Matthew Hoh’s Afghanistan: An Insider Talks

Matthew Hoh’s Afghanistan: An Insider Talks

Matthew Hoh’s Afghanistan: An Insider Talks

Why did the senior State Department representative resign from his Afghanistan post?


Matthew Hoh has impeccable establishment credentials. From 2004 to 2007 he served as a Defense Department civilian on a reconstruction team and then as a Marine company commander in Iraq. In 2009 he was the State Department’s senior representative in Afghanistan’s Zabul province and political officer in Nangarhar province, areas of fierce fighting against the Taliban insurgency. But in September 2009 he resigned his post to protest the war. In 2010 investigative journalist Barbara Koeppel interviewed Hoh for The Nation. Why did this official with a promising career ahead of him take one giant step—out? "I had to. I just couldn’t stand the BS of it anymore."

Barbara Koeppel: The "BS of it"?

Matthew Hoh: The way certain issues are presented. The main ones are about why we’re there: that the Taliban created the conflict, that the US presence there is serving to stabilize the country, that Karzai and the US have wanted to negotiate and the Taliban haven’t, that we’re winning the war with our counterinsurgency strategy, that we’re reducing corruption.

Who has and hasn’t wanted to negotiate? It seems the US is now promoting talks.

This is new and good. What’s maddening is that we could have negotiated earlier, even in 2005.

Why do we support talks now?

Because the timing fits with our two scenarios. The administration and military both wanted the war to end, but the military didn’t want to be seen as "losing" Afghanistan, though everyone knows it’s a stalemate or worse. Now General Petraeus says we’ve made progress and can negotiate. The administration wanted to stay for political reasons, to win what they call the "right" war, and do it closer to the 2012 elections. It wanted to prove Democrats are tough and the president can say, "We gave the generals the extra troops, they beat the Taliban and we can withdraw."

Are the scenarios in writing?

No. People were too savvy to do that.

Since the generals got the extra troops—21,000 in spring 2009 and 30,000 approved last December—why didn’t they say a few months later that they won and negotiate?

It didn’t fit the timeline. Also, they had to stay long enough to make it plausible. And people don’t have a way to know what’s really happening.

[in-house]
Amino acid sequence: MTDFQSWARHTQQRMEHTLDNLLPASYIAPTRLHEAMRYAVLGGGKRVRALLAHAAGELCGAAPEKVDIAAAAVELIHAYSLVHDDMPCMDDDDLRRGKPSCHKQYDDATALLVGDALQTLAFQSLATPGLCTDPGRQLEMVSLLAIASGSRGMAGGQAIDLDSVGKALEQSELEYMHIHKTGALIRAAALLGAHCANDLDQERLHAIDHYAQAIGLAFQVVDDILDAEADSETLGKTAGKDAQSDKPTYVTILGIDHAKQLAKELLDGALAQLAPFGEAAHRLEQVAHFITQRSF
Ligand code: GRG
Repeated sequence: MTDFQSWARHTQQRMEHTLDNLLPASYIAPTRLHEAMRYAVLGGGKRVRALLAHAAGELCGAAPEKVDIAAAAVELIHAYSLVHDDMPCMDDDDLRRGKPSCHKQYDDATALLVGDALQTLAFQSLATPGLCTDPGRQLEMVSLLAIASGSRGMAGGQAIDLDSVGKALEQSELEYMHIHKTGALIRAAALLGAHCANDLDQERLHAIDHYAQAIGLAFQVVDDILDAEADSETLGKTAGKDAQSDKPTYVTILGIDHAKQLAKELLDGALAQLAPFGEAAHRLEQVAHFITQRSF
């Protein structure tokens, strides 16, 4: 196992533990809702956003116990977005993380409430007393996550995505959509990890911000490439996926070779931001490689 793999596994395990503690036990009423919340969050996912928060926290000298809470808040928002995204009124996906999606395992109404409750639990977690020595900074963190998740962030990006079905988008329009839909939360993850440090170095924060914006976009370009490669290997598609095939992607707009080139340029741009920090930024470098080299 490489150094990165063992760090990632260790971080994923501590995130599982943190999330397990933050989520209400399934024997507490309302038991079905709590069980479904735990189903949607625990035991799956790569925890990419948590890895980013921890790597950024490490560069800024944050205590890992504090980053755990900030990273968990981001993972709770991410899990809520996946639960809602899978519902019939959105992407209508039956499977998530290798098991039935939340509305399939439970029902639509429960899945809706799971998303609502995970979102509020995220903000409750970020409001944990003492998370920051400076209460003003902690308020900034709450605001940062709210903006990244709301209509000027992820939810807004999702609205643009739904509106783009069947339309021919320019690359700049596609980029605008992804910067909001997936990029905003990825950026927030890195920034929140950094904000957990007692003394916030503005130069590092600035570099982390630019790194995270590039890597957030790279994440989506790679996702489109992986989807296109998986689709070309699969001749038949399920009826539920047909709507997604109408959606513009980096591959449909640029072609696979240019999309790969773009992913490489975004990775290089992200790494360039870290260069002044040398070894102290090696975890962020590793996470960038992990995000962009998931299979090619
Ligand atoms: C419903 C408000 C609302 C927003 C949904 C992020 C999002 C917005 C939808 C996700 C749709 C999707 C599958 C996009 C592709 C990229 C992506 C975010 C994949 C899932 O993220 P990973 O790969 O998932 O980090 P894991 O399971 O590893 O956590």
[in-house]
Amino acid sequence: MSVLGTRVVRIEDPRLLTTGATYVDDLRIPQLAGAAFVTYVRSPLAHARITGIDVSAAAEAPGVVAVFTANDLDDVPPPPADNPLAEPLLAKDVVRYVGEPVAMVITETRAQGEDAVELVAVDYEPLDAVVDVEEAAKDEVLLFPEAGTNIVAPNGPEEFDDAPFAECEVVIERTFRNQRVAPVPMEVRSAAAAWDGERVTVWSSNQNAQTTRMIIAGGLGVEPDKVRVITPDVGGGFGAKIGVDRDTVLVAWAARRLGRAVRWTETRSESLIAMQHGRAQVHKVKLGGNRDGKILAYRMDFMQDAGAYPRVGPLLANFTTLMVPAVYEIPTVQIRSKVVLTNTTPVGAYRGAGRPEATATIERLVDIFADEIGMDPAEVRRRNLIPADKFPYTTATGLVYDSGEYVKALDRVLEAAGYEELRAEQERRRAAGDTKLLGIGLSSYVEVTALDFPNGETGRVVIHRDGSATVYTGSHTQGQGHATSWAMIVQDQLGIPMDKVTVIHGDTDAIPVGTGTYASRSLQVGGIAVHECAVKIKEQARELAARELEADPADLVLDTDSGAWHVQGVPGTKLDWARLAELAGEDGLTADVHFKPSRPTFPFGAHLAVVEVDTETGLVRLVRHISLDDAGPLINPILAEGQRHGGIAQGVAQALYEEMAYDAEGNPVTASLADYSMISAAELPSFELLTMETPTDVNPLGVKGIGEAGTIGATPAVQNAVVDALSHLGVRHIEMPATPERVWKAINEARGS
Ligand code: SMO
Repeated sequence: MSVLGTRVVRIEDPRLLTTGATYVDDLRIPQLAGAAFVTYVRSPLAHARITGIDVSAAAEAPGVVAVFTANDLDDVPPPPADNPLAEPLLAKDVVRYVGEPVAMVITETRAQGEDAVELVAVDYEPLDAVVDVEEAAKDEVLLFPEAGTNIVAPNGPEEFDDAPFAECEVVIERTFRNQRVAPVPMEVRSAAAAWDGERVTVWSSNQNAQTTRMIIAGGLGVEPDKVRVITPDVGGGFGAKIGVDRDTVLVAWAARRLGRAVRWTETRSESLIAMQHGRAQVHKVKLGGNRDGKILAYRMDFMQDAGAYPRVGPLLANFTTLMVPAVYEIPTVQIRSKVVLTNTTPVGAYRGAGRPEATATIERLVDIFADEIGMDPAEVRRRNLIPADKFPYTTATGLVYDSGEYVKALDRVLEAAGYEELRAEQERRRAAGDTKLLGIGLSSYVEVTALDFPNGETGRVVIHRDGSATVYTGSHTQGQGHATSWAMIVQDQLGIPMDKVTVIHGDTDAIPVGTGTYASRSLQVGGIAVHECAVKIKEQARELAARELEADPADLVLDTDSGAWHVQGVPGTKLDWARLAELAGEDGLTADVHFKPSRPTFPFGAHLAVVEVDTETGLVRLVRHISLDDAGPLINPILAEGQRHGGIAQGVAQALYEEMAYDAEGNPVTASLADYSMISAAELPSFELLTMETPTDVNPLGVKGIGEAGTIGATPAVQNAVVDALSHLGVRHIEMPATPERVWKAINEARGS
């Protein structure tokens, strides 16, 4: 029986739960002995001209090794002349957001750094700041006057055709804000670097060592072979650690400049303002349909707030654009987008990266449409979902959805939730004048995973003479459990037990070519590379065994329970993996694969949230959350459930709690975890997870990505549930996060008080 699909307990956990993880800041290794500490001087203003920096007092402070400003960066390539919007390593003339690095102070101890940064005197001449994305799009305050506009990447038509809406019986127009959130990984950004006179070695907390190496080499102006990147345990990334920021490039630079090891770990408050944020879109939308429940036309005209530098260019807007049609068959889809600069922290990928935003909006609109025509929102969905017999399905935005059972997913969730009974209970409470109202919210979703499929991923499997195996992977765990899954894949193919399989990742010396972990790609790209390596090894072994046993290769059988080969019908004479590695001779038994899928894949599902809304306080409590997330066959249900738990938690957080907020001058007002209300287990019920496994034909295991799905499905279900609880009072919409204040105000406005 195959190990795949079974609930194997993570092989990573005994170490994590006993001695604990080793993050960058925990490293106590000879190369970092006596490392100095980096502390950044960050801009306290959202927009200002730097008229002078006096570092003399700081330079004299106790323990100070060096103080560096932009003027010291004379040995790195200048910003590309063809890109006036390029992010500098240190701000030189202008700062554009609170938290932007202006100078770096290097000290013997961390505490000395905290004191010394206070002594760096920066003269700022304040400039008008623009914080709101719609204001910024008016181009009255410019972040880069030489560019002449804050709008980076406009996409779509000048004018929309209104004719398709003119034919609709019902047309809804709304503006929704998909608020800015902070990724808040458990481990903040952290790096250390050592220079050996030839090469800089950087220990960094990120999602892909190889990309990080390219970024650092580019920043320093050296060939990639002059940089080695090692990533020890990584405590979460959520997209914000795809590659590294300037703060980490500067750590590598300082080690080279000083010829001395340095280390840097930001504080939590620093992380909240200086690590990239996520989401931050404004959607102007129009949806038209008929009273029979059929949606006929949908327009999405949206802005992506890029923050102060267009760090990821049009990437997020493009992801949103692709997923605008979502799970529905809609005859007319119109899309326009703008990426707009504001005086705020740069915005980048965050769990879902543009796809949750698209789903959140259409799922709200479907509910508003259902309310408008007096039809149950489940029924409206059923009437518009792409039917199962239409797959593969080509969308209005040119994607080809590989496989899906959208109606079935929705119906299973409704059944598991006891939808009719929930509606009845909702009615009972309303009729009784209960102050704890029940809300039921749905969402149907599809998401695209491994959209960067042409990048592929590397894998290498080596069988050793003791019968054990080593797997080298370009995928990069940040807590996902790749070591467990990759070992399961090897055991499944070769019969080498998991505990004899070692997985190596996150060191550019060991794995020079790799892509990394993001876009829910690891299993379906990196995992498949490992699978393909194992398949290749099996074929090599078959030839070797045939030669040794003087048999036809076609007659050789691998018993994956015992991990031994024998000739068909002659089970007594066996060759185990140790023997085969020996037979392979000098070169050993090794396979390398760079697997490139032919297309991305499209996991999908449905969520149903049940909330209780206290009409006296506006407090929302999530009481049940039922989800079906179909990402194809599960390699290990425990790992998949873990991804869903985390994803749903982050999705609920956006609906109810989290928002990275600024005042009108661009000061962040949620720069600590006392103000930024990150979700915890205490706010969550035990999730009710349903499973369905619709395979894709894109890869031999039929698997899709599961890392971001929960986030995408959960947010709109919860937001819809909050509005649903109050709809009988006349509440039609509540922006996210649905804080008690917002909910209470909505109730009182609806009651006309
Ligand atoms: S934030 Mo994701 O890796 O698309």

Why not?

Who will tell them? It’s dangerous for reporters to go out alone, so they embed with troops. Some journalists are good, but most don’t ask the right questions. They only look at tactical issues, like how many Afghan forces we’ve trained. For the bigger picture, reporters are briefed at headquarters by people like me—civilian or military—who do dog-and-pony shows. We also showed them to Congressional delegations, administration or military staff, development firms and think tanks.

Dog-and-pony shows?

Windshield tours to areas of progress, and Power-Point presentations that are tailored, depending on the visitor. But the briefings are almost always rosy, acknowledging some difficulties but predicting success. If delegations go out, we take them to what you can call Potemkin villages. These are places we want people to see, like a road we built. The presentations are for Congress. You’re not going to tell those funding the war that things aren’t going well.

What about the Taliban? The US said the Taliban didn’t want to negotiate.

This is just not true. Quetta Shura’s website had propaganda but also stated its goals—ending the occupation and governing its areas without interference. The second-largest group, Hizb-e-Islami, took a fifteen-point peace plan to Kabul after we pulled out some troops from their areas. They said they wanted new elections, for the government to remain in place and their fighters to join Afghan security forces. It wasn’t perfect, but it was a start.

What about US claims that we’re winning the war with COIN [the counterinsurgency strategy]?

Our troops are getting killed in record numbers, and roadside bombs and assassinations have nearly doubled since 2009. There’s no link between the $336 billion we’ve spent for the troops—and we’re adding another $119 billion in 2011—and increased support for the Pashtuns who make up the bulk of the support for the Taliban. We’ve also spent over $50 billion for development and to train Afghan forces. Show me one area where, because of our development spending, we’ve decreased the conflict, decreased support for the Taliban or increased support for the Karzai government. You can’t.

What effect has COIN had?

Afghanistan is swimming in money, which not only hasn’t ended the war but prolongs it, because everyone’s chasing it. If you’re getting rich and buying mansions in Dubai, why reform the government, have a negotiated settlement or peace? It also causes corruption. Government officials take 10 to 40 percent. Next, local power brokers—who often include people we call the Taliban—get their share. The last 10 to 40 percent goes to those who do construction.

What should the US do now?

We have to address the political cause of the conflict or we’ll never negotiate a settlement. The Afghanistan Study Group’s recommendations state that Afghans have to reconcile their differences among themselves. Also, that Afghanistan’s neighbors—Pakistan, India, Iran and others like Russia and China—have to see peace talks as reflecting their interests. If they don’t, they’ll sabotage the process. Until now, Pakistan and India haven’t been willing to take part. That’s why the US must push for and lead the talks—to bring them to the table.

This article was supported by the Henry Demarest Lloyd Fund at the Center for Investigative Reporting.

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